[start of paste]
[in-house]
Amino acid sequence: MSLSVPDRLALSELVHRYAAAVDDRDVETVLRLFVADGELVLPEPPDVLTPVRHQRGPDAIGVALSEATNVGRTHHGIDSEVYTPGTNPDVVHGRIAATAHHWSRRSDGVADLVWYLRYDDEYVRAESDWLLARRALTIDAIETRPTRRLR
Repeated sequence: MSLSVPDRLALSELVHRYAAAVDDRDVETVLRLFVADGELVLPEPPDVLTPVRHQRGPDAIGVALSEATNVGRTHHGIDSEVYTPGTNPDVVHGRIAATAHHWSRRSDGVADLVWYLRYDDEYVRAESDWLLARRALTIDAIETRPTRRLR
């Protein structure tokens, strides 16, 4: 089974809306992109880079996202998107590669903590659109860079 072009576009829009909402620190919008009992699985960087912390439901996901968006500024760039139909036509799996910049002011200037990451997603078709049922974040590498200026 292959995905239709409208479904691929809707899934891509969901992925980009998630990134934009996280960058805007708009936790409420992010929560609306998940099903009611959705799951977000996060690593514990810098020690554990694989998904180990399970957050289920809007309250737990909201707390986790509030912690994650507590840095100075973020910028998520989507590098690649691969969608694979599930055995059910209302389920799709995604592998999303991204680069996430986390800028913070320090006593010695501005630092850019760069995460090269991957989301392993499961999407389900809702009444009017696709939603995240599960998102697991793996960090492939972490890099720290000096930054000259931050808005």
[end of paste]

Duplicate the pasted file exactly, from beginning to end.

[in-house]
Amino acid sequence: MSLSVPDRLALSELVHRYAAAVDDRDVETVLRLFVADGELVLPEPPDVLTPVRHQRGPDAIGVALSEATNVGRTHHGIDSEVYTPGTNPDVVHGRIAATAHHWSRRSDGVADLVWYLRYDDEYVRAESDWLLARRALTIDAIETRPTRRLR
Repeated sequence: MSLSVPDRLALSELVHRYAAAVDDRDVETVLRLFVADGELVLPEPPDVLTPVRHQRGPDAIGVALSEATNVGRTHHGIDSEVYTPGTNPDVVHGRIAATAHHWSRRSDGVADLVWYLRYDDEYVRAESDWLLARRALTIDAIETRPTRRLR
């Protein structure tokens, strides 16, 4: 089974809306992109880079996202998107590669903590659109860079 072009576009829009909402620190919008009992699985960087912390439901996901968006500024760039139909036509799996910049002011200037990451997603078709049922974040590498200026 292959995905239709409208479904691929809707899934891509969901992925980009998630990134934009996280960058805007708009936790409420992010929560609306998940099903009611959705799951977000996060690593514990810098020690554990694989998904180990399970957050289920809007309250737990909201707390986790509030912690994650507590840095100075973020910028998520989507590098690649691969969608694979599930055995059910209302389920799709995604592998999303991204680069996430986390800028913070320090006593010695501005630092850019760069995460090269991957989301392993499961999407389900809702009444009017696709939603995240599960998102697991793996960090492939972490890099720290000096930054000259931050808005």